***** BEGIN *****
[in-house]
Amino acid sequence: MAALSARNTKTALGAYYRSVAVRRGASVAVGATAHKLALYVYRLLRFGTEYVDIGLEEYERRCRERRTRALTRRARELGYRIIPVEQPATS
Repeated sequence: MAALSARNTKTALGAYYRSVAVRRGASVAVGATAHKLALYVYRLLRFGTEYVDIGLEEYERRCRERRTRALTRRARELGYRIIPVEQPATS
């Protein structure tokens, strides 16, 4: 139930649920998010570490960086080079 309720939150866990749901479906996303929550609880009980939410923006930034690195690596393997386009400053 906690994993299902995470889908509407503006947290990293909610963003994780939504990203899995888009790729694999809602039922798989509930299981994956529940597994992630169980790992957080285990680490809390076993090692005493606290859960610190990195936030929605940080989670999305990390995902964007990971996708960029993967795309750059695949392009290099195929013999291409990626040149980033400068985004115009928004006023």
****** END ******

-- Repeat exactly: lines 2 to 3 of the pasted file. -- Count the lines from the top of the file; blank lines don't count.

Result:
Amino acid sequence: MAALSARNTKTALGAYYRSVAVRRGASVAVGATAHKLALYVYRLLRFGTEYVDIGLEEYERRCRERRTRALTRRARELGYRIIPVEQPATS
Repeated sequence: MAALSARNTKTALGAYYRSVAVRRGASVAVGATAHKLALYVYRLLRFGTEYVDIGLEEYERRCRERRTRALTRRARELGYRIIPVEQPATS